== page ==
By Gina Lee
Investing.com – Oil was down Friday morning in Asia, sliding more than 1% over concerns that a U.S.-led coordinated release of crude reserves among major consumers could lead to a global supply surplus in the first quarter of 2022.
The release from the Strategic Petroleum Reserve, announced by U.S. President Joe Biden earlier in the week, will see millions of barrels of oil released in coordination with other key consuming nations, including China, India, and Japan.
The release will likely lead to a swell in supplies over the coming months, according to the findings of the Economic Commission Board (ECB) that advises the Organization of the Petroleum Exporting Countries (OPEC), an OPEC source told Reuters.
The board also expects a 400,000 barrels-per-day (bpd) surplus in December 2021, expanding to 2.3 million bpd in January 2022 and 3.7 million bpd in February if consumer nations go ahead with the release, the source added.
Forecasts of rising surplus oil are clouding the outlook of the next OPEC and allies (OPEC+) meeting on Dec. 2. The cartel will decide whether it will continue raising output by 400,000 bpd in January.
However, both Brent and WTI contracts are headed towards their first weekly gain in nearly a month. The overall volume of the crude reserve release, around 70 million to 80 million barrels, was smaller than expected.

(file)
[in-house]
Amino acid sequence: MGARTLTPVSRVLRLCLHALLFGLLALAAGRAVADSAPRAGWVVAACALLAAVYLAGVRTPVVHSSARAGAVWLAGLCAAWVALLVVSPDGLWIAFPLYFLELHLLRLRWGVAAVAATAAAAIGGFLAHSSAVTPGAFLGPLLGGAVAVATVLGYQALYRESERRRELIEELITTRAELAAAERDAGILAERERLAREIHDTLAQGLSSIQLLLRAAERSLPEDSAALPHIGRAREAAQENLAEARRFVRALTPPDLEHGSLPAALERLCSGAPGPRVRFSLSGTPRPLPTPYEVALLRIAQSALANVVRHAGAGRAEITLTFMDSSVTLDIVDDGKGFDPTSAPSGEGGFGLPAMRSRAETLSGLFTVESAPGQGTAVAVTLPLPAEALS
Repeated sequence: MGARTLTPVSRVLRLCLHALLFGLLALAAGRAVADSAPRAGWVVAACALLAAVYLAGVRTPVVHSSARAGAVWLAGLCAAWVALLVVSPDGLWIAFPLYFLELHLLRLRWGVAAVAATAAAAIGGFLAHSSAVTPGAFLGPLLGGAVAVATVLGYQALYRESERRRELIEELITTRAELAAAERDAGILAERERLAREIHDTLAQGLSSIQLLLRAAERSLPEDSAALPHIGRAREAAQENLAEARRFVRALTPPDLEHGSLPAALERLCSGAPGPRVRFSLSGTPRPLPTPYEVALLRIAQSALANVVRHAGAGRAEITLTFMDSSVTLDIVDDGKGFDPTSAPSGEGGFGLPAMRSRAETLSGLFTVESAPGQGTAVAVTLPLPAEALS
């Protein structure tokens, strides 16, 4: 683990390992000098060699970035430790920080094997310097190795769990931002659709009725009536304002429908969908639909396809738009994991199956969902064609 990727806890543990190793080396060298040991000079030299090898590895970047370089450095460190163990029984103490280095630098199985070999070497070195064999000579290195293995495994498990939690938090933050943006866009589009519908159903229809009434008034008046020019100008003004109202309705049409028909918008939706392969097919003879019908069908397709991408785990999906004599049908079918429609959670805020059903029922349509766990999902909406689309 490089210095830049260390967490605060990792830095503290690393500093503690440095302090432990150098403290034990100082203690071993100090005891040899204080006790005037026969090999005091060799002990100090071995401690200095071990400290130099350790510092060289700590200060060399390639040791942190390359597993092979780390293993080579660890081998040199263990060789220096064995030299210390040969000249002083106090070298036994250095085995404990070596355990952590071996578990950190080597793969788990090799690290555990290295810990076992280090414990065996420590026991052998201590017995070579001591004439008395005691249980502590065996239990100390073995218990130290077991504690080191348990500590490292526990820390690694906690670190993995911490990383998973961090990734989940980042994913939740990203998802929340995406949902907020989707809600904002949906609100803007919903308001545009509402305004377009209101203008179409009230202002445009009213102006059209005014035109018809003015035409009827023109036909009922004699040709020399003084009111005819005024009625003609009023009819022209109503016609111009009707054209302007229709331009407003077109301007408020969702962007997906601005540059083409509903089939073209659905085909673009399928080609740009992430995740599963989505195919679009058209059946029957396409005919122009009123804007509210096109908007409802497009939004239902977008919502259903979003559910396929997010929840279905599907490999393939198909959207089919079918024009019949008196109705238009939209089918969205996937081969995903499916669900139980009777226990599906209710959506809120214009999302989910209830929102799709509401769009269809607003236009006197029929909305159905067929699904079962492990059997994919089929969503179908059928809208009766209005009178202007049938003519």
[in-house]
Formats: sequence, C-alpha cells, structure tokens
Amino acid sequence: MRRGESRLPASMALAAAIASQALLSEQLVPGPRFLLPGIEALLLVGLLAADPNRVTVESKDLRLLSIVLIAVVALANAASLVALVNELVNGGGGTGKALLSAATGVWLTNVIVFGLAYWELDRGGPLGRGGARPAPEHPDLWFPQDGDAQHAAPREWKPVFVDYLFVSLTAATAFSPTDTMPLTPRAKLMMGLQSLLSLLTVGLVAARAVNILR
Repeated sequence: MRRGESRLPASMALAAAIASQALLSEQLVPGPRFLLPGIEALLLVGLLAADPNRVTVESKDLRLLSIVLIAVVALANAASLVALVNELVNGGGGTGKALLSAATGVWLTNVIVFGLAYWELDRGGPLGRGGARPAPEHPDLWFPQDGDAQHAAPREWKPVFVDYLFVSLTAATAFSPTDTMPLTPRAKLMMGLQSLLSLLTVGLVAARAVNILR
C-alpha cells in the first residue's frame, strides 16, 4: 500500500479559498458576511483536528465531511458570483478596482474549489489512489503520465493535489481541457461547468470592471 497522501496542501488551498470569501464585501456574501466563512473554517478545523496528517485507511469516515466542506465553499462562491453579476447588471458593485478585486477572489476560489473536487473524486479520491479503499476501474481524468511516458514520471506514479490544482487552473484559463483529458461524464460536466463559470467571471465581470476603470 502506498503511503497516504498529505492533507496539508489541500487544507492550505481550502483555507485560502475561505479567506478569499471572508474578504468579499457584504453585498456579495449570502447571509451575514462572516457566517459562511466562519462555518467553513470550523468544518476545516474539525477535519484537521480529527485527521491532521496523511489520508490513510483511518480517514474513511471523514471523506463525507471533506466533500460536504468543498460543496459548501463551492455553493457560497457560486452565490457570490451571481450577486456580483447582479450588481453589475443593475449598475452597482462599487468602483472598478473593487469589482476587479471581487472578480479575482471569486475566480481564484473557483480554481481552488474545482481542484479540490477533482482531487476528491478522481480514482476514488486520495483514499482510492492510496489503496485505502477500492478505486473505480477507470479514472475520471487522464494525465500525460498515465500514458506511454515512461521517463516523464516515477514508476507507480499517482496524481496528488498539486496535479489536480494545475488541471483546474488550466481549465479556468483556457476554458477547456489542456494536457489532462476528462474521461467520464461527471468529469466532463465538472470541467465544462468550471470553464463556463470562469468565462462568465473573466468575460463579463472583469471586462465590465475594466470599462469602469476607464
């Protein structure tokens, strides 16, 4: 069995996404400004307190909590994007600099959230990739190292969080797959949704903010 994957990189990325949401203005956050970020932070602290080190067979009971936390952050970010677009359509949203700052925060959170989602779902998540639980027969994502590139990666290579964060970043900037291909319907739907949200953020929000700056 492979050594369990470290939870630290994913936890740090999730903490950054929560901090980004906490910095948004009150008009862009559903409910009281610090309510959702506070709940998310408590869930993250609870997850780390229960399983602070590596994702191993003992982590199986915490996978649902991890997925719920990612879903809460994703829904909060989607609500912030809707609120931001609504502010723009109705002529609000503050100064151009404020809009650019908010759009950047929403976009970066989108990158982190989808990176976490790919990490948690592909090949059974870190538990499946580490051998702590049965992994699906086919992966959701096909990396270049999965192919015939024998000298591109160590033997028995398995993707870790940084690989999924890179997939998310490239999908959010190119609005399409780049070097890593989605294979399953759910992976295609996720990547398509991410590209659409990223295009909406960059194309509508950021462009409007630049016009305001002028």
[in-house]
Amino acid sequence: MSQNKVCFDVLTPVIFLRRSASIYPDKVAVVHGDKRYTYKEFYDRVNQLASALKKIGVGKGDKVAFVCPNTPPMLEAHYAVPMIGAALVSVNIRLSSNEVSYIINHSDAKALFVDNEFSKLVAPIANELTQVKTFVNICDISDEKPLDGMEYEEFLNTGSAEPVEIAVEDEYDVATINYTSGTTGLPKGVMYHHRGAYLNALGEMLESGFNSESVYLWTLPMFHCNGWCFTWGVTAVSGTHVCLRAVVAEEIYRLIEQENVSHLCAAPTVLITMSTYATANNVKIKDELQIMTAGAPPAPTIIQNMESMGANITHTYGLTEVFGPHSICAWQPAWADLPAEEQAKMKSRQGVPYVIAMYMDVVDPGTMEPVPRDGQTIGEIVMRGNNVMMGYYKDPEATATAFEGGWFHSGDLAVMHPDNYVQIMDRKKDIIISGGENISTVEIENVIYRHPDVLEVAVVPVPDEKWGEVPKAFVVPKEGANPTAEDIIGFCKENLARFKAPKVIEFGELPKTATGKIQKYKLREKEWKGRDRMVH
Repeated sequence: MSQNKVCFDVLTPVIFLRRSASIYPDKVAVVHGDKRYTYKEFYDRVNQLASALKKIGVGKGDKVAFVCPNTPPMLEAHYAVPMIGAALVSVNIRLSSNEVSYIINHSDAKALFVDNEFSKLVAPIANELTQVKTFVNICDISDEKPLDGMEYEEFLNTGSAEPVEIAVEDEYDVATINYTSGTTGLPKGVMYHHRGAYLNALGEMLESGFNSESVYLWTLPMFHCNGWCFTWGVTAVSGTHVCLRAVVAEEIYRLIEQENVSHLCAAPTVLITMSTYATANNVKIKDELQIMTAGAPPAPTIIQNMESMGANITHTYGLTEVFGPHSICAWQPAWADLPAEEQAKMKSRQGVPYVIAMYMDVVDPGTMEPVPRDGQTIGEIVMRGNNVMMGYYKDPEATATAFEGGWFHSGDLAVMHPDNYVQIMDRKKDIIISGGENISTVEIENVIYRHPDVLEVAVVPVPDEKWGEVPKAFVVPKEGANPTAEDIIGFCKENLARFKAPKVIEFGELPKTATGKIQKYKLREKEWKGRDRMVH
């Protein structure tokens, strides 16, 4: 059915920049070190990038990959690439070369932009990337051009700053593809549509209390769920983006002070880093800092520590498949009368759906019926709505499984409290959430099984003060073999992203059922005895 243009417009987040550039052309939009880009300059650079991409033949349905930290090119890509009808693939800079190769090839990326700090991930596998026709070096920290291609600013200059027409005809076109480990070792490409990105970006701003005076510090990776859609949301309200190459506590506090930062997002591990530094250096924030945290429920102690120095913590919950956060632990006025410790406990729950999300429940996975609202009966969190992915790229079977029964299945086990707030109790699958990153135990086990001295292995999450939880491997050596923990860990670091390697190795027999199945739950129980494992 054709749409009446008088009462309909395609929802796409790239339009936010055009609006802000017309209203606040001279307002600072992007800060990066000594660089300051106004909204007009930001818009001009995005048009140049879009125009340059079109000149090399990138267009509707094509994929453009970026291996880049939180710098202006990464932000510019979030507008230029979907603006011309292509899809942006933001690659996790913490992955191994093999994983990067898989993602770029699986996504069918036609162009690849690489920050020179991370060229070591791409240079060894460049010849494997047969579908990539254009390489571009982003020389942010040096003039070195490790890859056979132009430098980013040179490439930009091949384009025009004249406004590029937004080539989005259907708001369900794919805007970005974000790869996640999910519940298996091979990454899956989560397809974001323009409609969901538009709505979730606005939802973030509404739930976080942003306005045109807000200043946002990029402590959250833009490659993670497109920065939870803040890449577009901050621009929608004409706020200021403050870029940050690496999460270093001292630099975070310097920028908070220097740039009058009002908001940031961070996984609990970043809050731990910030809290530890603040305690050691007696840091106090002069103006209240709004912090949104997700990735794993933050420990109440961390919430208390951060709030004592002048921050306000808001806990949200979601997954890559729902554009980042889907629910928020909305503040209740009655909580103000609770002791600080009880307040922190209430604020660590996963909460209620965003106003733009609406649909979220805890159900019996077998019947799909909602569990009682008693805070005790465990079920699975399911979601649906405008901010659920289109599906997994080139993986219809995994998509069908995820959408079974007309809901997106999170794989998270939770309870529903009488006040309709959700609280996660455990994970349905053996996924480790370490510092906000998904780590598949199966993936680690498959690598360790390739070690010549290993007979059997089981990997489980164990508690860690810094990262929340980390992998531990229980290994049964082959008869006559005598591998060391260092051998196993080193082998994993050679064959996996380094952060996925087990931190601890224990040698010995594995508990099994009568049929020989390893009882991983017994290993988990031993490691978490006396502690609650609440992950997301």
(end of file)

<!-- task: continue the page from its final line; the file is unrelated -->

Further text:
“Since the volume is small, I think it is aimed at easing tightness in supply, rather than having a big impact on oil markets,” Petroleum Association of Japan president Tsutomu Sugimori told the media on Thursday.
Oil Falls, WTI Slips Almost 2.7%, Over Q1 Supply Glut Fears
Fusion Media or anyone involved with Fusion Media will not accept any liability for loss or damage as a result of reliance on the information including data, quotes, charts and buy/sell signals contained within this website. Please be fully informed regarding the risks and costs associated with trading the financial markets, it is one of the riskiest investment forms possible.